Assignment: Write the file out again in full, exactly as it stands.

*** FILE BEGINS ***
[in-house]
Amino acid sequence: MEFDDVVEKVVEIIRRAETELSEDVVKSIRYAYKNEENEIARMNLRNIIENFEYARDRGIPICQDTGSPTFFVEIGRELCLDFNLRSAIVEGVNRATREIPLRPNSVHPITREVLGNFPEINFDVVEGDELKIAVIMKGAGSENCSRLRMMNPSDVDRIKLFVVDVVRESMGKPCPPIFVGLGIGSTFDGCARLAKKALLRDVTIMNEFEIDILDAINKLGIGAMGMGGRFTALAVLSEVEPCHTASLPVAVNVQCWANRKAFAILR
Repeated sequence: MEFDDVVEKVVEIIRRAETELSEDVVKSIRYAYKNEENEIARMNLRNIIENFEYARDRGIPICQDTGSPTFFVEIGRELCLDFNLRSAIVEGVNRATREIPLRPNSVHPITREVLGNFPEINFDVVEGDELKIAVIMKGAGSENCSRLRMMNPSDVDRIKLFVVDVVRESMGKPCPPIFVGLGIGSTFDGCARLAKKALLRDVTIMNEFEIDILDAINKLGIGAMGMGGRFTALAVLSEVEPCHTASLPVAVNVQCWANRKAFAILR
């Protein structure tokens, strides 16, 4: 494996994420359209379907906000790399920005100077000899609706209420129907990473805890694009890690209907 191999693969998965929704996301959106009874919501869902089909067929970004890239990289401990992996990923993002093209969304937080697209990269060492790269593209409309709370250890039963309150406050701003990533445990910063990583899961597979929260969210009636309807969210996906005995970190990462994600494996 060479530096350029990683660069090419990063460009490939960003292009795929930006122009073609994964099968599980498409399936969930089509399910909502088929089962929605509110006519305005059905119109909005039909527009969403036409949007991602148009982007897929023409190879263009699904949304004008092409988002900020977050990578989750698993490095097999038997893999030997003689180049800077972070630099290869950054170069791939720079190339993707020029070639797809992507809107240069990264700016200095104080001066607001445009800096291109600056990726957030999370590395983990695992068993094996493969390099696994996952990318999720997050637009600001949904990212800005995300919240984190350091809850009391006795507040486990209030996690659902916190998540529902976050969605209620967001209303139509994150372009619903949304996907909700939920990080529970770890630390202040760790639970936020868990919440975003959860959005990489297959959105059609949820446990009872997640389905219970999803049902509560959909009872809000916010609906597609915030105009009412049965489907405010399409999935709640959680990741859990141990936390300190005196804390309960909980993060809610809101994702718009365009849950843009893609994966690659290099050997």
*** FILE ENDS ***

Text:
[in-house]
Amino acid sequence: MEFDDVVEKVVEIIRRAETELSEDVVKSIRYAYKNEENEIARMNLRNIIENFEYARDRGIPICQDTGSPTFFVEIGRELCLDFNLRSAIVEGVNRATREIPLRPNSVHPITREVLGNFPEINFDVVEGDELKIAVIMKGAGSENCSRLRMMNPSDVDRIKLFVVDVVRESMGKPCPPIFVGLGIGSTFDGCARLAKKALLRDVTIMNEFEIDILDAINKLGIGAMGMGGRFTALAVLSEVEPCHTASLPVAVNVQCWANRKAFAILR
Repeated sequence: MEFDDVVEKVVEIIRRAETELSEDVVKSIRYAYKNEENEIARMNLRNIIENFEYARDRGIPICQDTGSPTFFVEIGRELCLDFNLRSAIVEGVNRATREIPLRPNSVHPITREVLGNFPEINFDVVEGDELKIAVIMKGAGSENCSRLRMMNPSDVDRIKLFVVDVVRESMGKPCPPIFVGLGIGSTFDGCARLAKKALLRDVTIMNEFEIDILDAINKLGIGAMGMGGRFTALAVLSEVEPCHTASLPVAVNVQCWANRKAFAILR
């Protein structure tokens, strides 16, 4: 494996994420359209379907906000790399920005100077000899609706209420129907990473805890694009890690209907 191999693969998965929704996301959106009874919501869902089909067929970004890239990289401990992996990923993002093209969304937080697209990269060492790269593209409309709370250890039963309150406050701003990533445990910063990583899961597979929260969210009636309807969210996906005995970190990462994600494996 060479530096350029990683660069090419990063460009490939960003292009795929930006122009073609994964099968599980498409399936969930089509399910909502088929089962929605509110006519305005059905119109909005039909527009969403036409949007991602148009982007897929023409190879263009699904949304004008092409988002900020977050990578989750698993490095097999038997893999030997003689180049800077972070630099290869950054170069791939720079190339993707020029070639797809992507809107240069990264700016200095104080001066607001445009800096291109600056990726957030999370590395983990695992068993094996493969390099696994996952990318999720997050637009600001949904990212800005995300919240984190350091809850009391006795507040486990209030996690659902916190998540529902976050969605209620967001209303139509994150372009619903949304996907909700939920990080529970770890630390202040760790639970936020868990919440975003959860959005990489297959959105059609949820446990009872997640389905219970999803049902509560959909009872809000916010609906597609915030105009009412049965489907405010399409999935709640959680990741859990141990936390300190005196804390309960909980993060809610809101994702718009365009849950843009893609994966690659290099050997």